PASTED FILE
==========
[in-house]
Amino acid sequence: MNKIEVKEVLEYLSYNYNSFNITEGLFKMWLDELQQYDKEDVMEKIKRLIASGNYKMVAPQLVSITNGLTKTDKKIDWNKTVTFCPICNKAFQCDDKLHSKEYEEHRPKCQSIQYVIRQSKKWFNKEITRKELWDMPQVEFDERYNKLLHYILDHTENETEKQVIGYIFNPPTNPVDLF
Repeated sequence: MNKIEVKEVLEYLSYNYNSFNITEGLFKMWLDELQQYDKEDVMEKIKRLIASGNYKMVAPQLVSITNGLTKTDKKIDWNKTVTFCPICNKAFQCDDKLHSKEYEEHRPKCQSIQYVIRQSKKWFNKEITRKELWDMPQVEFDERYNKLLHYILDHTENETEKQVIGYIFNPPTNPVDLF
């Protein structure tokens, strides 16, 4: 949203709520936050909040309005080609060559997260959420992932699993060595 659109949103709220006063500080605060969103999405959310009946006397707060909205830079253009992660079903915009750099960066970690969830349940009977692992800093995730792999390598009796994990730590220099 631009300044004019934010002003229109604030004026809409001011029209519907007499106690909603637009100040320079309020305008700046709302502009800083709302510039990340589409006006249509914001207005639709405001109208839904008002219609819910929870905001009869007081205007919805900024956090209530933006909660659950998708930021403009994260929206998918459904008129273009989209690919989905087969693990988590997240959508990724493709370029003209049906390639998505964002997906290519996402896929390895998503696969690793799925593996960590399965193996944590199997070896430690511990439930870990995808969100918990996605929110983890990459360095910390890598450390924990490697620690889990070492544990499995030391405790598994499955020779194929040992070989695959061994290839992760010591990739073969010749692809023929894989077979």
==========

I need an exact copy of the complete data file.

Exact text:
[in-house]
Amino acid sequence: MNKIEVKEVLEYLSYNYNSFNITEGLFKMWLDELQQYDKEDVMEKIKRLIASGNYKMVAPQLVSITNGLTKTDKKIDWNKTVTFCPICNKAFQCDDKLHSKEYEEHRPKCQSIQYVIRQSKKWFNKEITRKELWDMPQVEFDERYNKLLHYILDHTENETEKQVIGYIFNPPTNPVDLF
Repeated sequence: MNKIEVKEVLEYLSYNYNSFNITEGLFKMWLDELQQYDKEDVMEKIKRLIASGNYKMVAPQLVSITNGLTKTDKKIDWNKTVTFCPICNKAFQCDDKLHSKEYEEHRPKCQSIQYVIRQSKKWFNKEITRKELWDMPQVEFDERYNKLLHYILDHTENETEKQVIGYIFNPPTNPVDLF
């Protein structure tokens, strides 16, 4: 949203709520936050909040309005080609060559997260959420992932699993060595 659109949103709220006063500080605060969103999405959310009946006397707060909205830079253009992660079903915009750099960066970690969830349940009977692992800093995730792999390598009796994990730590220099 631009300044004019934010002003229109604030004026809409001011029209519907007499106690909603637009100040320079309020305008700046709302502009800083709302510039990340589409006006249509914001207005639709405001109208839904008002219609819910929870905001009869007081205007919805900024956090209530933006909660659950998708930021403009994260929206998918459904008129273009989209690919989905087969693990988590997240959508990724493709370029003209049906390639998505964002997906290519996402896929390895998503696969690793799925593996960590399965193996944590199997070896430690511990439930870990995808969100918990996605929110983890990459360095910390890598450390924990490697620690889990070492544990499995030391405790598994499955020779194929040992070989695959061994290839992760010591990739073969010749692809023929894989077979």